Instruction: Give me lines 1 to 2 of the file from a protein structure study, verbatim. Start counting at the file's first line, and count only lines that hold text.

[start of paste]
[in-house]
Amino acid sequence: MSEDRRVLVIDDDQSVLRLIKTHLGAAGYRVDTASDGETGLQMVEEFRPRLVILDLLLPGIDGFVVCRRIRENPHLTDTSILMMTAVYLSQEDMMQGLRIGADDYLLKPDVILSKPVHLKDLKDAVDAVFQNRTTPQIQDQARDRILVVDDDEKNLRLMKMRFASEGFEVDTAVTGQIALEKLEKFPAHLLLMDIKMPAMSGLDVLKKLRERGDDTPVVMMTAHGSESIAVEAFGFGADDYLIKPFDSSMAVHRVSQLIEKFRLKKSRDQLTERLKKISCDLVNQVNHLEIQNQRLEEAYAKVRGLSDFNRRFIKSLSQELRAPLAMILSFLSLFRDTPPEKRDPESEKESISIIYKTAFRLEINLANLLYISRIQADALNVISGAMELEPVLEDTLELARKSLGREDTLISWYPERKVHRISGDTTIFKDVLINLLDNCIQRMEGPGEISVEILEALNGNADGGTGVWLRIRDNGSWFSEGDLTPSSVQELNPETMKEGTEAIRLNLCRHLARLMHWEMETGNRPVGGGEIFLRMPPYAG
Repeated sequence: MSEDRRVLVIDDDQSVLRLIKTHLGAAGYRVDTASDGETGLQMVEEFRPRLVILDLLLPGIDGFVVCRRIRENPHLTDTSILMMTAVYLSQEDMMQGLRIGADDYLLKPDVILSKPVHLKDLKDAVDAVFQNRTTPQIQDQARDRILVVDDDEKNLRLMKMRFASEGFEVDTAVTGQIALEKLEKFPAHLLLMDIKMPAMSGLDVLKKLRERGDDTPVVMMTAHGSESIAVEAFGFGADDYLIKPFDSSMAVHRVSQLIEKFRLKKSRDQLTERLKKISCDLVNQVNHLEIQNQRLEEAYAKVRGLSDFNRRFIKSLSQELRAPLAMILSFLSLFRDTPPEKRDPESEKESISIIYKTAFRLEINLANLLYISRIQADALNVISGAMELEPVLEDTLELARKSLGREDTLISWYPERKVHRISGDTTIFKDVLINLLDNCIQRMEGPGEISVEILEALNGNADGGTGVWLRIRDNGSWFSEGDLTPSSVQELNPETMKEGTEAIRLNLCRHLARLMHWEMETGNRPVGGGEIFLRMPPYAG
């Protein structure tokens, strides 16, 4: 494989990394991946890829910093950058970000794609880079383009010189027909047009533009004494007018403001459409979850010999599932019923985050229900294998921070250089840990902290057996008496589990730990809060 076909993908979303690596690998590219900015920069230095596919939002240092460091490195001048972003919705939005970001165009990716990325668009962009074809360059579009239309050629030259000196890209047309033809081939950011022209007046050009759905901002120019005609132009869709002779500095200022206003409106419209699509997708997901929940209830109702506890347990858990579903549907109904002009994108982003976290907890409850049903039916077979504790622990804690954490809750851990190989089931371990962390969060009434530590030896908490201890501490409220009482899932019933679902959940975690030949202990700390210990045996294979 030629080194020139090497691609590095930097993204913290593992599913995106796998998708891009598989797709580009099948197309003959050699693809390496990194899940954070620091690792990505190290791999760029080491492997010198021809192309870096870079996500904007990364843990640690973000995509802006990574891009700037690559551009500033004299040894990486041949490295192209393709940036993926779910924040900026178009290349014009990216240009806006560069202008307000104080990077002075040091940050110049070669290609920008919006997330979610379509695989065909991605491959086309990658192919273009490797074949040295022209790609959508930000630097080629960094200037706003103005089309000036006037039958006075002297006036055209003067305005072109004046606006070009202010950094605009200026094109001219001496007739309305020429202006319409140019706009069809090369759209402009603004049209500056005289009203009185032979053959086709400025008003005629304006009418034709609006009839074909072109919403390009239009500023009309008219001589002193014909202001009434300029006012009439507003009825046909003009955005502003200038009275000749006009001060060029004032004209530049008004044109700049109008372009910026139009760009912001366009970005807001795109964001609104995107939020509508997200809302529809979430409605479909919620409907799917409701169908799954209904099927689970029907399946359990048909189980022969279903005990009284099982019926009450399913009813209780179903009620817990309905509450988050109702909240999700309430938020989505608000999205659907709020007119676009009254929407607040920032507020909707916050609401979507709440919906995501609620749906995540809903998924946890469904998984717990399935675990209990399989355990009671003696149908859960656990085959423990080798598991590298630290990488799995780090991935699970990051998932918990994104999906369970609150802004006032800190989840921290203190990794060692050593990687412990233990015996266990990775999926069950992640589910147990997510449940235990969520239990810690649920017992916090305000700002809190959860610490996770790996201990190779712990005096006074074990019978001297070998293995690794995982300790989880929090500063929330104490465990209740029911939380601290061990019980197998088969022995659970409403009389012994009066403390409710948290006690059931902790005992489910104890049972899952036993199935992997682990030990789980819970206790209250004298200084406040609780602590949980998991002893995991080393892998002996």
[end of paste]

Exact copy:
[in-house]
Amino acid sequence: MSEDRRVLVIDDDQSVLRLIKTHLGAAGYRVDTASDGETGLQMVEEFRPRLVILDLLLPGIDGFVVCRRIRENPHLTDTSILMMTAVYLSQEDMMQGLRIGADDYLLKPDVILSKPVHLKDLKDAVDAVFQNRTTPQIQDQARDRILVVDDDEKNLRLMKMRFASEGFEVDTAVTGQIALEKLEKFPAHLLLMDIKMPAMSGLDVLKKLRERGDDTPVVMMTAHGSESIAVEAFGFGADDYLIKPFDSSMAVHRVSQLIEKFRLKKSRDQLTERLKKISCDLVNQVNHLEIQNQRLEEAYAKVRGLSDFNRRFIKSLSQELRAPLAMILSFLSLFRDTPPEKRDPESEKESISIIYKTAFRLEINLANLLYISRIQADALNVISGAMELEPVLEDTLELARKSLGREDTLISWYPERKVHRISGDTTIFKDVLINLLDNCIQRMEGPGEISVEILEALNGNADGGTGVWLRIRDNGSWFSEGDLTPSSVQELNPETMKEGTEAIRLNLCRHLARLMHWEMETGNRPVGGGEIFLRMPPYAG